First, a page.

It's important to have that clarity.  In the case of my friend, all she was waiting for was a signed contract.  While she was losing patience waiting for a signed contract, all the person was doing on the other end was waiting for her legal team.  In this case, their legal team was taking a couple of days longer to get back to her than she thought they were going to.  It was a big organization.  Of course, the contract was going to get run through legal, but because it was my friends first time through this she forgot that step.  She missed that, "It's kind of big company.  They probably have to run it by their lawyers before they can sign.  Maybe there is no reason for me to panic."  All she had to do to know was say, "How long do you think you're going to need to go through this?"  They would have had that conversation if she had said, "OK, so what's our next step?  You have a contract.  Obviously I want to give you time to look at it and think through it, even though we've agreed verbally.  When can I expect a response from you?"  Another way might have been, "When can I expect our next discussion about any concerns you may have?"  Or, "When should we take about this again to make sure we're both still on the same page?"  A thousand variations of that right?  If she had done that, the other person might have said, "I've got to run this through my legal team.  I've done this before.  Typically they get it done in 2 or 3 days, but sometimes it can take up to a week.  Let's see what happens.  No!  Not let's see what happens.  Let's give it a couple of days."

Sorry guys.  See these are live.  Can't you tell.  I don't script these right.  It's not let's see what happens, because if you get a let's see what happens it's not a commitment.  It should be, "It take this amount of time.  If you don't hear from me by this date let's follow-up."  It's a commitment on both parts.  Everybody knows what is expected of them when they leave that appointment.  If you do that your ability to get nervous about these deals, your ability to lose patience, your ability to not know what happens next through the process and where you're at with them diminishes rapidly.

You can have patience when you know what's expected.  Therefore, when they aren't following-up as expected you have the right to have conversations that are a little bit different.  That's important, and that's probably a subject for another Windshield Wisdom.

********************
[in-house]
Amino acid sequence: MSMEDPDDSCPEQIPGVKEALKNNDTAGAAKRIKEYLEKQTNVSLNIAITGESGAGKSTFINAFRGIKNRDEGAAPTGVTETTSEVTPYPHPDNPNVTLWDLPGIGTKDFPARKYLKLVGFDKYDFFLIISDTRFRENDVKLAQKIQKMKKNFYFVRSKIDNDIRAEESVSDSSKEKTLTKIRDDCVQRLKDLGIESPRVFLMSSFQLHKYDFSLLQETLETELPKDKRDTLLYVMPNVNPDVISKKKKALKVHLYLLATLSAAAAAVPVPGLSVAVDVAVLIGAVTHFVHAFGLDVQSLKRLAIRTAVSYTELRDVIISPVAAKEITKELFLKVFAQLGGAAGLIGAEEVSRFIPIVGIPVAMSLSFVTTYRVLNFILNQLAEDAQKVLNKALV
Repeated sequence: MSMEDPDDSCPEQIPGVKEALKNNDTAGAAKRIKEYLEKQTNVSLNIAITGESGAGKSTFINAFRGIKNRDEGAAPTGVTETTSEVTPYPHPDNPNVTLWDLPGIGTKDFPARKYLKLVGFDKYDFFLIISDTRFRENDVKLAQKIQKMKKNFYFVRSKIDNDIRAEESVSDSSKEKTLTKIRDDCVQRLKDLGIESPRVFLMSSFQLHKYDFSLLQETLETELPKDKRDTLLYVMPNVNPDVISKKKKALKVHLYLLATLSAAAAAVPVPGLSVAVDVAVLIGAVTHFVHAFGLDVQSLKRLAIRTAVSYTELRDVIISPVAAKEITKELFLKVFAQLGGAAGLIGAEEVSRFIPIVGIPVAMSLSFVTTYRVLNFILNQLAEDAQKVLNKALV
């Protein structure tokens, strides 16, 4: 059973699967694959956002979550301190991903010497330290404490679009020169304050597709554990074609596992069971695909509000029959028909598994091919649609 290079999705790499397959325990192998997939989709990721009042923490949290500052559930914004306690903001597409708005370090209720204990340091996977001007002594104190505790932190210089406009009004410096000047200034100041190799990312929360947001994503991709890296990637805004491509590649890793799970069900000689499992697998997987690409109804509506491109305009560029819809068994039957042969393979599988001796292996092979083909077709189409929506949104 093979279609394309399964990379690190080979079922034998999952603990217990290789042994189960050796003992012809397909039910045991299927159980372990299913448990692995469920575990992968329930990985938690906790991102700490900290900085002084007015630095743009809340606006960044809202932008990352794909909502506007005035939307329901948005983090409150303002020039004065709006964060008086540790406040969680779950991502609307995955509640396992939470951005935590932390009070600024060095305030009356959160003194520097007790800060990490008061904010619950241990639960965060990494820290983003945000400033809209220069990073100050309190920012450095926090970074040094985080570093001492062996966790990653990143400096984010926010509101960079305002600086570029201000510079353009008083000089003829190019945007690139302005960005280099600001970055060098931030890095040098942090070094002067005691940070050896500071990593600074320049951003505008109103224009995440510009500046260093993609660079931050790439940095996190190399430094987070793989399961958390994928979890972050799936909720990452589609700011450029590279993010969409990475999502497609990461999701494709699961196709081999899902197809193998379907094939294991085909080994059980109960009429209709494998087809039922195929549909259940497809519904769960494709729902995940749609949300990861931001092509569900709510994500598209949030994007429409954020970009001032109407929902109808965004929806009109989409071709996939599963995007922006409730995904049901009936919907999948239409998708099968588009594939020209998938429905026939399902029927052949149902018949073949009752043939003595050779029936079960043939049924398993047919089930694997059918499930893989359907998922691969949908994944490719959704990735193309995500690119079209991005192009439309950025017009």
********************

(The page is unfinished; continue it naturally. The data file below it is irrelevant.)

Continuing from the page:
Thank you very much guys.  As always my main goal is to provide value to you, and give you information that can change the course of your business or your career.  If you have comments or questions, I think I've proven that I always welcome those.  I want those from you, so please share them.  Please share this if you know other people who would enjoy it.  I know I say this every time, but I want to make sure this is a consistent theme from me.  I have been so blessed in my ability to have my business, and do the things that I do.  My main goal, and the reason Sales Math exists, is to help you find happiness and be successful in whatever you choose to do.

Thank you.

Matt Middendorp is a nationally acclaimed speaker and sales coach with over 20 years of experience turning connections into customers and advocates.  In 2013, Matt founded Sales Math, and debuted his “Formula for Success” sales training system to bankers across the country.  From the beginning, Matt’s clients have experienced learning that is fun, meaningful, and makes a difference in the real world.  Today, Matt’s core philosophies of “Learn Together, Do Together, Grow Together” are taught through in-person coaching, online as part of the Cool Bankers Academy, and by his leadership of the Cool Bankers Club Facebook Group.  His clients are making millions based on the confidence and skills gained from learning a sales process tailored to their individual personalities and businesses.  For information about training and workshops visit www.Sales-Math.com, call (715) 897-0879, or email Matt personally at [email protected]